Why is Bashar Al Assad really targeting Rami Makhlouf?
The Syrian president's decision to fleece his long-time rival is about more than money
Last week, Syrians and those who follow the latest developments in Damascus witnessed a rare sight: a public feud within the inner sanctum of the Syrian regime. Rami Makhlouf, an oligarch who controls most of the country’s economy, implored President Bashar Al Assad in a series of Facebook videos apparently filmed from his own villa to call off a tax evasion probe that threatens to destroy his business empire.
Failure to do so might lead the country to suffer, Mr Makhlouf indicated, as though the half-a-million who died so far in nine years of war had not already accomplished that.
It was a spectacular fall from favour by a pillar of the Syrian regime who has played a key role in the systematic stripping of Syria’s wealth from its citizens. But the saga, which pulled back the curtain to reveal some of the machinations of Mr Al Assad’s inner circle, shows that, for all the regime’s military victories, Syria will never enjoy a measure of peace or tranquility without serious reforms.
Mr Makhlouf is the scion of an enormous business empire whose crown jewel and cash cow is the telecoms operator Syriatel. He reportedly controls somewhere between 60 and 70 per cent of Syria’s economy. Corruption and patronage personified, Mr Makhlouf was until now a crucial ally of Bashar Al Assad.
In addition to bankrolling the Syrian state, Mr Makhlouf has built a paramilitary force that numbers in the thousands and his charitable organisation, Al Bustan, has continued to support impoverished families in the regime’s heartland, building a base of popular support that Mr Al Assad risks alienating through his crackdown on the Makhlouf empire.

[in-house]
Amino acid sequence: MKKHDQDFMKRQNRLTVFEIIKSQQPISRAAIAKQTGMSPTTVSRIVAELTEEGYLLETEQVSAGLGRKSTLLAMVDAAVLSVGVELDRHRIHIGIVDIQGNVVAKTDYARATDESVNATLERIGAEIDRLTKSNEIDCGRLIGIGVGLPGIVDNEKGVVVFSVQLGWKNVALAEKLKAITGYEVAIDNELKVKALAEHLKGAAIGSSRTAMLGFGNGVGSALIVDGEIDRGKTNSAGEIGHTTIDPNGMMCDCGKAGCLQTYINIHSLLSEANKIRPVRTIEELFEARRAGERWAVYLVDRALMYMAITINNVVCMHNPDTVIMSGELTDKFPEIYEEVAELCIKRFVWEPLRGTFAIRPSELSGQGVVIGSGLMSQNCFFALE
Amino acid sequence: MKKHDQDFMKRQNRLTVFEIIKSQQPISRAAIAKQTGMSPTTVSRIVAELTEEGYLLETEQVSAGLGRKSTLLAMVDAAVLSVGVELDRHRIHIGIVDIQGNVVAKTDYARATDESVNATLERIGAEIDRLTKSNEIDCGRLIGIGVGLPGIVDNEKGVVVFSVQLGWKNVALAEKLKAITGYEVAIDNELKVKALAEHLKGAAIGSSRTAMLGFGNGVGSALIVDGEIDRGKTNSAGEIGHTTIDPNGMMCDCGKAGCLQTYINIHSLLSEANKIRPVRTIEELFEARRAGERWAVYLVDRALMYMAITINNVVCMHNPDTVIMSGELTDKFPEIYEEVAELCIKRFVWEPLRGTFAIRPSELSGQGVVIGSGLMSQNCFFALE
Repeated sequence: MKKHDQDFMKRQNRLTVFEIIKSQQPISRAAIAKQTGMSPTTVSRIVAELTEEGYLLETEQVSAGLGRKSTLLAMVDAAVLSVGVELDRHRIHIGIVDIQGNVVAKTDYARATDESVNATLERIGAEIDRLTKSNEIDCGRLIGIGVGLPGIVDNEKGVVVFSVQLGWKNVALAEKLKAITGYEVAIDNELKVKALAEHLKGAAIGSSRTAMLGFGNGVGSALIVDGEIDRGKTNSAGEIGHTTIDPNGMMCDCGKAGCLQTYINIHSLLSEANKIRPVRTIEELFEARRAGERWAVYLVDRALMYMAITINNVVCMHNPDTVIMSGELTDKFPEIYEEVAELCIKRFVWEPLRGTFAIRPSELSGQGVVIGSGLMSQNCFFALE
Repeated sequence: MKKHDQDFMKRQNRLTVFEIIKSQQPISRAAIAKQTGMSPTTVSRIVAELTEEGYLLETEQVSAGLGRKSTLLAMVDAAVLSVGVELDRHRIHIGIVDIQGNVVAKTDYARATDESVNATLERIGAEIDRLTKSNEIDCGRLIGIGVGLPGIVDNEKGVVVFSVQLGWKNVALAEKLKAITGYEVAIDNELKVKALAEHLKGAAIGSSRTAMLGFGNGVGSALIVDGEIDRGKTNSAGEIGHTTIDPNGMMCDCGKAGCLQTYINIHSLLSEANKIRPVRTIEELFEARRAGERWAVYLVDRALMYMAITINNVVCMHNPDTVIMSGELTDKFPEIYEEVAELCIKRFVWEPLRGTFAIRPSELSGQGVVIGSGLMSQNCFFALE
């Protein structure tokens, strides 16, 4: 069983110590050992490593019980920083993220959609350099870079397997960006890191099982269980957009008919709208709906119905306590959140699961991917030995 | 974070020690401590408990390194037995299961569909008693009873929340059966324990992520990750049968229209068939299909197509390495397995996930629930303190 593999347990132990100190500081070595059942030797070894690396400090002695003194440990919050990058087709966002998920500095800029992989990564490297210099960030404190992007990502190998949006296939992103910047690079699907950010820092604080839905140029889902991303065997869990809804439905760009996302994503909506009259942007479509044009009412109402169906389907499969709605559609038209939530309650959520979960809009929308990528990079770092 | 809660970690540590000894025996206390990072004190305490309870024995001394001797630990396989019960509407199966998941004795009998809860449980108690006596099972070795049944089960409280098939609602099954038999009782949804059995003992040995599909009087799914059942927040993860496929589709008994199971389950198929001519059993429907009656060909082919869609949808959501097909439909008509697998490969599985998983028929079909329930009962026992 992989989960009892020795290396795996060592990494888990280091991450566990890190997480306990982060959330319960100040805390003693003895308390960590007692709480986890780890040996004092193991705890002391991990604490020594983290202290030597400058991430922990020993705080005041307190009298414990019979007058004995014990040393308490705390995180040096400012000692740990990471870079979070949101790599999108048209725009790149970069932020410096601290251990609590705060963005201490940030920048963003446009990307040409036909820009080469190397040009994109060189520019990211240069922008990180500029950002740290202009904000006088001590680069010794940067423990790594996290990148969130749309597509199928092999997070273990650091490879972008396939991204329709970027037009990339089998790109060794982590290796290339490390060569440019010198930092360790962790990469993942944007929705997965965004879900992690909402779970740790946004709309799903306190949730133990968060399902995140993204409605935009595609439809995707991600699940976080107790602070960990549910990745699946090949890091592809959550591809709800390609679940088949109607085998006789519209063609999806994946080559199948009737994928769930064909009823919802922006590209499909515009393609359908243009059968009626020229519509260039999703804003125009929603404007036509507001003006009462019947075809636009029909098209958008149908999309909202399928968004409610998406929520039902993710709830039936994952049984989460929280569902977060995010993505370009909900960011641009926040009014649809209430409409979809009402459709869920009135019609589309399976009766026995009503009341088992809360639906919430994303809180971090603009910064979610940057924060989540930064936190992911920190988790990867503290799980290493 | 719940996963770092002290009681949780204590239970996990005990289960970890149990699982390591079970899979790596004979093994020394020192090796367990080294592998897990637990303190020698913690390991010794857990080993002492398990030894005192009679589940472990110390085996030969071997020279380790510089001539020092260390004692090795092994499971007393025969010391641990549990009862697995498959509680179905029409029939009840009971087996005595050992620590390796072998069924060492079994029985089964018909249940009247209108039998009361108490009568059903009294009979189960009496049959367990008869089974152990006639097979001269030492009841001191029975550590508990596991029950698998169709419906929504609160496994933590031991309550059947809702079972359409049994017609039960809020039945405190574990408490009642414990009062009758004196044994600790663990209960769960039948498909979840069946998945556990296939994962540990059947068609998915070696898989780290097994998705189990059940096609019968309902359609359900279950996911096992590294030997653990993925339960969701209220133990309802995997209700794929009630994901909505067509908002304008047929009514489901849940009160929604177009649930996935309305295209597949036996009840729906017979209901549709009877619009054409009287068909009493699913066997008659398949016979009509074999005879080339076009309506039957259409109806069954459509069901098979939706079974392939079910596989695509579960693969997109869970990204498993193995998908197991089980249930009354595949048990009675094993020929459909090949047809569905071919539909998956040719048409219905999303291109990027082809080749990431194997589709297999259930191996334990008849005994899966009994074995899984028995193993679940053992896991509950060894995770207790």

The latest dispute stems from an investigation by the Syrian state, the results of which allege that Syriatel and its main competitor owe more than 200 billion Syrian pounds (Dh1.4bn) of back taxes to the government. If paid, that sum could lead to Syriatel’s collapse.
If you are having trouble thinking of any other potential replacements for Bashar Al Assad, you are not alone
In many ways, however, the Makhlouf saga is indicative of the deeper rot and inherent instability at the core of a regime that has survived a debilitating, nine-year uprising and civil war through brutal popular suppression, bankrolled and militarily backed by foreign powers.
The result is the emergence of competing centres of power that will continue vying for the spoils. The saga further indicates that Syria will remain a tinderbox, even after military conflict dissipates, because that systemic rot (which is, of course, what drove Syrians to rise up in the first place) has not been addressed.
Consider the timing of the crackdown. The Syrian economy is buckling under the weight of providing basic, essential services to its citizens. Having long been quarantined from international markets by US sanctions, it is also under a partial lockdown from a domestic coronavirus outbreak. As the presumptive military victor in the war, the Al Assad regime has been obstinate in its refusal to participate in any serious peace talks or consider reform, which has meant an indefinite delay in reconstruction funds from abroad.